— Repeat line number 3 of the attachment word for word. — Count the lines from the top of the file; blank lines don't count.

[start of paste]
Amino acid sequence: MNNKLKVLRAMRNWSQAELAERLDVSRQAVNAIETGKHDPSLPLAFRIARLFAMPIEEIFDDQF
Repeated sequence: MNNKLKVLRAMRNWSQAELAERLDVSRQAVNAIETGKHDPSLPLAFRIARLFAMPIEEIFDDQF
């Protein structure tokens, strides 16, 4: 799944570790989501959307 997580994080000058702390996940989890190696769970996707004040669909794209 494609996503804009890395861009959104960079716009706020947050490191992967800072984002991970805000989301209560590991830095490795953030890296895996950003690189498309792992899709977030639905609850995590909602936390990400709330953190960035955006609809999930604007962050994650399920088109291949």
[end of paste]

């Protein structure tokens, strides 16, 4: 799944570790989501959307 997580994080000058702390996940989890190696769970996707004040669909794209 494609996503804009890395861009959104960079716009706020947050490191992967800072984002991970805000989301209560590991830095490795953030890296895996950003690189498309792992899709977030639905609850995590909602936390990400709330953190960035955006609809999930604007962050994650399920088109291949």